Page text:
Another related dynamic at play is the trend toward automation as the default “America First” solution to lack of labor competitiveness. To the extent border protections and the bully pulpit are successful in attracting and retaining manufacturing operations within the US, much of the work will be automated, requiring fewer jobs per unit of output. After the auspicious deal to save the Carrier plant in Indiana, United Technologies CEO Greg Hayes revealed to Jim Cramer that the company would invest $16mm “in that factory in Indianapolis to automate to drive the cost down so that we can continue to be competitive. Now is it as cheap as moving to Mexico with lower cost of labor? No…. But what that ultimately means is there will be fewer jobs.”
It’s hard to imagine this trend toward automation in domestic production reversing, and re-shoring in response to tariffs should intensify that trend as the breakeven wage goes up. Manufacturing is not the only industry impacted by the evolution of automation – specialist firms are now facilitating the wholesale delegation to AI of many traditional high-skill support and business services. According to a recent Wall Street Journal article, “this phenomenon is known as ‘no-shoring.’ The idea is that digitizing back-office tasks brings them back to the country in which a company operates, but without bringing back any jobs.”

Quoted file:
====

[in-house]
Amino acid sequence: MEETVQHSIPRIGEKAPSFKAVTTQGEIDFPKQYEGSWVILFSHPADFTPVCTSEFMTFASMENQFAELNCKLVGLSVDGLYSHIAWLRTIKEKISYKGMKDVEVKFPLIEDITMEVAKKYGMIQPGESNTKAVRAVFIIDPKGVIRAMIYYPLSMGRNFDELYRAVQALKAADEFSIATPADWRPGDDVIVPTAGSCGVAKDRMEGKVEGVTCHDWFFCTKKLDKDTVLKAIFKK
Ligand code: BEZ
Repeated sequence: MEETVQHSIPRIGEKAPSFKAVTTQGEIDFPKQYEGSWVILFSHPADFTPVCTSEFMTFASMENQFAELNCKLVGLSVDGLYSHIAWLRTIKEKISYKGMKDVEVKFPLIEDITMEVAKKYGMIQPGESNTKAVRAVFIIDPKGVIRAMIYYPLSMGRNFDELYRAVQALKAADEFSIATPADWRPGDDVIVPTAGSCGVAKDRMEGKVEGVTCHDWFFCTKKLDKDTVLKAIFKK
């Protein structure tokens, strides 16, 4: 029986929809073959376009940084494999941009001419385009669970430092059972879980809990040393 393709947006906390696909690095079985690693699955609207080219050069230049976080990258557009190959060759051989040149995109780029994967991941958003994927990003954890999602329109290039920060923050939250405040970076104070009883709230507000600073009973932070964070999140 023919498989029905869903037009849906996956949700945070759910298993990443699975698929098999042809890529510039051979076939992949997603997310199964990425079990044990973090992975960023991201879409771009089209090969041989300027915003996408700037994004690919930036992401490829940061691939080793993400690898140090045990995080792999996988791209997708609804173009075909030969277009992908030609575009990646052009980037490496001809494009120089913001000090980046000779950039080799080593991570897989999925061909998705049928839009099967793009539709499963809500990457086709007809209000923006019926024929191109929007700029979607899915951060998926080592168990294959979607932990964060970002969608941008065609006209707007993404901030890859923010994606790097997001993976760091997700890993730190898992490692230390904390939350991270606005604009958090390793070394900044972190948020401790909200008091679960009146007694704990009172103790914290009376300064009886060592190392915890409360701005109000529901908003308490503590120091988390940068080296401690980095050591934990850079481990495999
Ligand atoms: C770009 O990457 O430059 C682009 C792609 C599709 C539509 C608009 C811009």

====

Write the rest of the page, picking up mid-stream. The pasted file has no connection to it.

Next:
So what to make of all of this? Big Border Taxes, though appealing in a vacuum, by themselves are unlikely to be the solution for lost jobs and productivity of big chunks of the American workforce. When foreign wages remain a fraction of the American equivalent —Mexican manufacturing workers for Carrier earn 80% less according to Greg Hayes (!)—the size of the tariffs necessary to equilibrate that competitiveness gap is too large. The domestic inflationary impulse would be significant, the retaliatory harm to existing American interests abroad would be intense, and even at low tariff levels, automation trends will accelerate.
Emphasis on the importance of American interests, and using the Big Border Tax as leverage in structural trade negotiations with targeted applications, can however be part of the solution. As automation increases, re-shoring produces fewer jobs but the new ones tend to be highly productive, which is certainly better than nothing. Combining the America First momentum with fiscal stimulus and structural reforms which focus intensely on lifting productivity is the way forward. The President has continued to stress the importance of the Big Border Tax in his policy discussions though, so the probability he presses ahead with it is rising.
 In a perverse twist, the US successfully challenged Chinese export quotas on rare earth metals at the WTO (filed 2012, resolved 2014) in order to increase international access to these materials from Chinese suppliers at prices below American production costs (the lone American producer, Molycorp, filed bankruptcy in 2015).
 The entire text of this interview is fascinating in the context of the globalization discussion. Most of it describes their Pratt & Whitney engines, which will power several models of Airbus aircraft. Retaliatory trade restrictions would not be good for UTX.